FIG. 4 is an exploded view of transmitter 40 showing the various components which are carried inside housing 42. Housing 42 includes a cylindrical section 90 which is sealed by end cap 92 and 94. Within cylindrical section 90 is transmitter circuitry 100 and terminal block 102. Transmitter circuitry 100 is configured to couple to a process variable sensor 104. Sensor 104 can be located internal to housing 42 or externally. Process variable data from sensor 104 is received by transmitter circuitry 100 and coupled to a two-wire process control loop 110 through a terminal block 102. Process control loop 110 couples to a control room 112. Process control loop 110 can be in accordance with any appropriate technique or standard. For example, in one preferred embodiment loop 112 comprises a two wire process control loop which carries a current level of the between 4 milliamps and 20 milliamps. In some embodiments transmitter circuitry 100 including display 50 is completely powered with power received over loop 110.
Display 50 can be configured to snap into circuitry 100 using tabs 120 which mate with receptacle tabs 122. An electrical plug on display 50 plugs is received by circuit plug 124.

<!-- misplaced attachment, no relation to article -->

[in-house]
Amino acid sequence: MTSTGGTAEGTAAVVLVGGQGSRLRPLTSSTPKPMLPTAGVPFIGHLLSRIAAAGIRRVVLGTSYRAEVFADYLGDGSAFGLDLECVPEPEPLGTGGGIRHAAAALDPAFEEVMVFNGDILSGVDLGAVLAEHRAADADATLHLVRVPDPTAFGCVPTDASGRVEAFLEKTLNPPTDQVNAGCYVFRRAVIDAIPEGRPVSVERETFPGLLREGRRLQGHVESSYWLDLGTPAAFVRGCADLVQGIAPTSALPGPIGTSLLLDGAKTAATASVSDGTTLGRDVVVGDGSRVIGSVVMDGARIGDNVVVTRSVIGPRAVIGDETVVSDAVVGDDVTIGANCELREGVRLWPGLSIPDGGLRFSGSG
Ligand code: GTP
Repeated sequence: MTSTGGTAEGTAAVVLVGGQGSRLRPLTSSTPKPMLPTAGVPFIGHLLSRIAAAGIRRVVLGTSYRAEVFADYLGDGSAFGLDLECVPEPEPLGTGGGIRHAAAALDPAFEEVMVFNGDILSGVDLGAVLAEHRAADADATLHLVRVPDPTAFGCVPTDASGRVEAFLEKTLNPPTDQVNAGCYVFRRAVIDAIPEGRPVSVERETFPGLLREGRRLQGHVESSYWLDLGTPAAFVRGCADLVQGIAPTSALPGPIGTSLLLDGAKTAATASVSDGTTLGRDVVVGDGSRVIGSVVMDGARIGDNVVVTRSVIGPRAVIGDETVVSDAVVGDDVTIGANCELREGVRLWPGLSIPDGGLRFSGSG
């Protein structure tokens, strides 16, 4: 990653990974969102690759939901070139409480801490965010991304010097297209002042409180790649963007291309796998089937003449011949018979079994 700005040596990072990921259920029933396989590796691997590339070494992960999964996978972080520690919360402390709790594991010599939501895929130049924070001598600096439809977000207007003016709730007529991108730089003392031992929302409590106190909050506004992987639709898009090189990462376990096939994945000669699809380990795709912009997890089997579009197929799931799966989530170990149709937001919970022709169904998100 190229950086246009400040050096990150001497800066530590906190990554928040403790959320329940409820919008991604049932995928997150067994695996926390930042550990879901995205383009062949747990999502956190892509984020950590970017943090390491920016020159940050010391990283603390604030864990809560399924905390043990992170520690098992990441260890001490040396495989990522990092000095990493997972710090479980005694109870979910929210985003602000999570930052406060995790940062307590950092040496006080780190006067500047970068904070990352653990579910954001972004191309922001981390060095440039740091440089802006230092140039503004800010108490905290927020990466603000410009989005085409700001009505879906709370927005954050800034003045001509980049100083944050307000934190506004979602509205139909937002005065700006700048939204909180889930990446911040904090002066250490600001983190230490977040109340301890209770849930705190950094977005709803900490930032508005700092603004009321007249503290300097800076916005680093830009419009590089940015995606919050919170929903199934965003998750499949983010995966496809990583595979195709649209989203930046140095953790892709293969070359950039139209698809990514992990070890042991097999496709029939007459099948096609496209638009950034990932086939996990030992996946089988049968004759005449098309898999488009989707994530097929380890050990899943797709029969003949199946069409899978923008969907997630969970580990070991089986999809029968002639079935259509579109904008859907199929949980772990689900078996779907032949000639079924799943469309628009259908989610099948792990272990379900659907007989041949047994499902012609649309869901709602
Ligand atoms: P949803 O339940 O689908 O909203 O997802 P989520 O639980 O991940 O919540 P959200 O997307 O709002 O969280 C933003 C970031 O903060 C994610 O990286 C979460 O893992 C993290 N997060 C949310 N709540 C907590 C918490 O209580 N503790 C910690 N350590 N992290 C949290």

The angle design of the display of the present invention allows for increased usability of the glass area of a display, especially the center set of characters which extend across the width of the display. Other techniques can also be used to increase the display area such as using a round display. However, these are more difficult to obtain or fabricate and therefore more expensive. Electrical contacts for coupling to such displays can also be problematic. In the specific embodiment set forth herein, there are about 240 segments to the display which require 42 electrical contacts which are spaced along two sides of the glass used for the display. The use of the rotated display is relatively inexpensive and provides a sufficient number of contacts along the edges for display of the desired information.